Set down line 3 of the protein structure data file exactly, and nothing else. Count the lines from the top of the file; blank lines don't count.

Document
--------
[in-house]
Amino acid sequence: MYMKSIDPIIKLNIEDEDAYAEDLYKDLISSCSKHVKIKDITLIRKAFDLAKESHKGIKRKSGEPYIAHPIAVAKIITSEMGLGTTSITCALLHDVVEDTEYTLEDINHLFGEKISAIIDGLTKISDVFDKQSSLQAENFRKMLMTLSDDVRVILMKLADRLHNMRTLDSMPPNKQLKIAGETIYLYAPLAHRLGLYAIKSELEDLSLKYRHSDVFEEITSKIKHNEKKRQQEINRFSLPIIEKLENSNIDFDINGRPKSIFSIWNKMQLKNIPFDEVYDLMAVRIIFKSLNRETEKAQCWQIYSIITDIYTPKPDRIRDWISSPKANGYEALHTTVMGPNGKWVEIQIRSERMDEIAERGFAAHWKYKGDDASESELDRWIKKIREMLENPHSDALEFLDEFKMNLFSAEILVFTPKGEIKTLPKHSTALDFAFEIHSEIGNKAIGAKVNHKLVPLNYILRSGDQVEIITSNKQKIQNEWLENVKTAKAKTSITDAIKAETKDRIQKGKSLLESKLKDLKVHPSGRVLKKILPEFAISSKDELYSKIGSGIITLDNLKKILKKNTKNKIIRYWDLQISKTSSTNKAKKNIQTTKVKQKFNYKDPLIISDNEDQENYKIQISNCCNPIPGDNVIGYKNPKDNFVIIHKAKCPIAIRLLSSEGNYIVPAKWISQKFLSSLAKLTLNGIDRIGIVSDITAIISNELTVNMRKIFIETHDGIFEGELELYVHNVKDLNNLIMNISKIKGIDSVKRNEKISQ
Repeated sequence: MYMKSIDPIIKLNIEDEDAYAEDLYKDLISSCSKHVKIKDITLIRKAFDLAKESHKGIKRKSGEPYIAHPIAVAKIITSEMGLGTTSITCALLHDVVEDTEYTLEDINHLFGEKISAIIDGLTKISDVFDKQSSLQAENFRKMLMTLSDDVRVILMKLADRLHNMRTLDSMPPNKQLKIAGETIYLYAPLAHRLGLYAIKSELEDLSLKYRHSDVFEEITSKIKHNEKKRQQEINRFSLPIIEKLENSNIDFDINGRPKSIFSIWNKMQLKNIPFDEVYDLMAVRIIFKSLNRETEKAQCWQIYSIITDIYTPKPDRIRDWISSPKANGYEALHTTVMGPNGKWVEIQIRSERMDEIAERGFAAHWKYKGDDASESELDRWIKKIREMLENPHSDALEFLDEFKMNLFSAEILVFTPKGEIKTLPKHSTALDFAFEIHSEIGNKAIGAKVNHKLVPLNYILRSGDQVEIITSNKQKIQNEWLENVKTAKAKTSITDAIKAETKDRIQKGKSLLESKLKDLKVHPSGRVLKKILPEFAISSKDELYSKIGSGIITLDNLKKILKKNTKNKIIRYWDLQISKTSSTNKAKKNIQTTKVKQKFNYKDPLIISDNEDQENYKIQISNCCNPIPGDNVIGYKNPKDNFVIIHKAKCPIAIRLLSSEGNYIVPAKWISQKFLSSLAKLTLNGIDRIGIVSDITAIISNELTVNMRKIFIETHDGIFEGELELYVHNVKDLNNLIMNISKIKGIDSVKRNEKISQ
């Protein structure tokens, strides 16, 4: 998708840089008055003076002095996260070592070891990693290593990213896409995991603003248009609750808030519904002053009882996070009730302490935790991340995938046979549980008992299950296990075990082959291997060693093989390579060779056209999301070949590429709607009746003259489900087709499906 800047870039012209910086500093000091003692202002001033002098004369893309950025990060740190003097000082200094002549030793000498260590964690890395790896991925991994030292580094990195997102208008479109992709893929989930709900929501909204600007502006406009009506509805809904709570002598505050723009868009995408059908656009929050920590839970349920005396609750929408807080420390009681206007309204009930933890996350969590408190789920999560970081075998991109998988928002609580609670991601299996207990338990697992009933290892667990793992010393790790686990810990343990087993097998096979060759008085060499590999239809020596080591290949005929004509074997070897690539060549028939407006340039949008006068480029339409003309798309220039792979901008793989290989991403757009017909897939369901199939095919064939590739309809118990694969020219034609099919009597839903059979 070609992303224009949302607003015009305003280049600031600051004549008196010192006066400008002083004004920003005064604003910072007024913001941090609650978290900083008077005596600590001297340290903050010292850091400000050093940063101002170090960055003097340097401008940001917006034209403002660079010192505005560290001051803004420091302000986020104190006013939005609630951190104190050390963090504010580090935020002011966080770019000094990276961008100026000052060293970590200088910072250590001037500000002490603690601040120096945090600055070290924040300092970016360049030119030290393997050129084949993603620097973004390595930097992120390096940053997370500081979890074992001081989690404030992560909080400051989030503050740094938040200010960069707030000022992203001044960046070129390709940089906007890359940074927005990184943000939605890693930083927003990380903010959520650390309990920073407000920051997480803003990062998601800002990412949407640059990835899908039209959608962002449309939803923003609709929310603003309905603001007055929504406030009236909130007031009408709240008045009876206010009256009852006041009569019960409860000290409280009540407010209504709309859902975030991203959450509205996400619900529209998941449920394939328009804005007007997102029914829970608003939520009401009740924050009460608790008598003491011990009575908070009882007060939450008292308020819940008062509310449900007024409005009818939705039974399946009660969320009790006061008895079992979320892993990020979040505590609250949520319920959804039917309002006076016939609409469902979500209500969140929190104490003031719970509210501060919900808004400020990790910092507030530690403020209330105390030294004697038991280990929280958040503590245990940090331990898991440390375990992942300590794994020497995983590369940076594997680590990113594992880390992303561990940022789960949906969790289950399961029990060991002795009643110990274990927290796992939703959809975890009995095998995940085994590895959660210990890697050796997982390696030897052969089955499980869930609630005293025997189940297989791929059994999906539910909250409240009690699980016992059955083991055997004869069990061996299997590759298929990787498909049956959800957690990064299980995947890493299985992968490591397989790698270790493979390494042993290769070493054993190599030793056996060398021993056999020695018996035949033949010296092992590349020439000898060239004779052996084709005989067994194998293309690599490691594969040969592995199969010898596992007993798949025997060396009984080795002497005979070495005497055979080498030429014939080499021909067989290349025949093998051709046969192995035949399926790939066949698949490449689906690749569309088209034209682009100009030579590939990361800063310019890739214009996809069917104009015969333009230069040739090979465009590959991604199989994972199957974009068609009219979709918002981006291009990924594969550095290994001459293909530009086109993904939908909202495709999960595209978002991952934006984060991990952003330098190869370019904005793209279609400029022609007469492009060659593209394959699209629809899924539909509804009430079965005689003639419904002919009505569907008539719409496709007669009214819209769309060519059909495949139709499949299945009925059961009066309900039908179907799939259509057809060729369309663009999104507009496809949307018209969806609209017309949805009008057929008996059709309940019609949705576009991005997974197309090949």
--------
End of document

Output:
Repeated sequence: MYMKSIDPIIKLNIEDEDAYAEDLYKDLISSCSKHVKIKDITLIRKAFDLAKESHKGIKRKSGEPYIAHPIAVAKIITSEMGLGTTSITCALLHDVVEDTEYTLEDINHLFGEKISAIIDGLTKISDVFDKQSSLQAENFRKMLMTLSDDVRVILMKLADRLHNMRTLDSMPPNKQLKIAGETIYLYAPLAHRLGLYAIKSELEDLSLKYRHSDVFEEITSKIKHNEKKRQQEINRFSLPIIEKLENSNIDFDINGRPKSIFSIWNKMQLKNIPFDEVYDLMAVRIIFKSLNRETEKAQCWQIYSIITDIYTPKPDRIRDWISSPKANGYEALHTTVMGPNGKWVEIQIRSERMDEIAERGFAAHWKYKGDDASESELDRWIKKIREMLENPHSDALEFLDEFKMNLFSAEILVFTPKGEIKTLPKHSTALDFAFEIHSEIGNKAIGAKVNHKLVPLNYILRSGDQVEIITSNKQKIQNEWLENVKTAKAKTSITDAIKAETKDRIQKGKSLLESKLKDLKVHPSGRVLKKILPEFAISSKDELYSKIGSGIITLDNLKKILKKNTKNKIIRYWDLQISKTSSTNKAKKNIQTTKVKQKFNYKDPLIISDNEDQENYKIQISNCCNPIPGDNVIGYKNPKDNFVIIHKAKCPIAIRLLSSEGNYIVPAKWISQKFLSSLAKLTLNGIDRIGIVSDITAIISNELTVNMRKIFIETHDGIFEGELELYVHNVKDLNNLIMNISKIKGIDSVKRNEKISQ